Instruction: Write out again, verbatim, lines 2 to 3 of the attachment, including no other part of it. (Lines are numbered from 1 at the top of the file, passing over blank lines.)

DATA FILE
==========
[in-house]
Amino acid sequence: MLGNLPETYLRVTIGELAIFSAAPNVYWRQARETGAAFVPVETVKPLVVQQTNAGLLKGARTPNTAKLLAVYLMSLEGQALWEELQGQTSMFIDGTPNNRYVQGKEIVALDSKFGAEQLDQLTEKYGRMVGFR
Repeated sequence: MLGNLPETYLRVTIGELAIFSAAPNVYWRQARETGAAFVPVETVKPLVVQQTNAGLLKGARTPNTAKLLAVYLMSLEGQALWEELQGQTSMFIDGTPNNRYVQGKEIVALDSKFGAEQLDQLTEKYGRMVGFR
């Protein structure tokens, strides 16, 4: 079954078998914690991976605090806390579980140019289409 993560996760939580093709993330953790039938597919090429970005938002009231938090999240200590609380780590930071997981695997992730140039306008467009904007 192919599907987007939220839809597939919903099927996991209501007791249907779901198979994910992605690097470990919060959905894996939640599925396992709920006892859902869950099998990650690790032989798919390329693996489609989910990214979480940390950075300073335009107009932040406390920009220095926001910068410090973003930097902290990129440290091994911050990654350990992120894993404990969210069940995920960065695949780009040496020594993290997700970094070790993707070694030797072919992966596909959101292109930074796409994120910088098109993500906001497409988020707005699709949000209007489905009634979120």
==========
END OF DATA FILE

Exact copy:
Amino acid sequence: MLGNLPETYLRVTIGELAIFSAAPNVYWRQARETGAAFVPVETVKPLVVQQTNAGLLKGARTPNTAKLLAVYLMSLEGQALWEELQGQTSMFIDGTPNNRYVQGKEIVALDSKFGAEQLDQLTEKYGRMVGFR
Repeated sequence: MLGNLPETYLRVTIGELAIFSAAPNVYWRQARETGAAFVPVETVKPLVVQQTNAGLLKGARTPNTAKLLAVYLMSLEGQALWEELQGQTSMFIDGTPNNRYVQGKEIVALDSKFGAEQLDQLTEKYGRMVGFR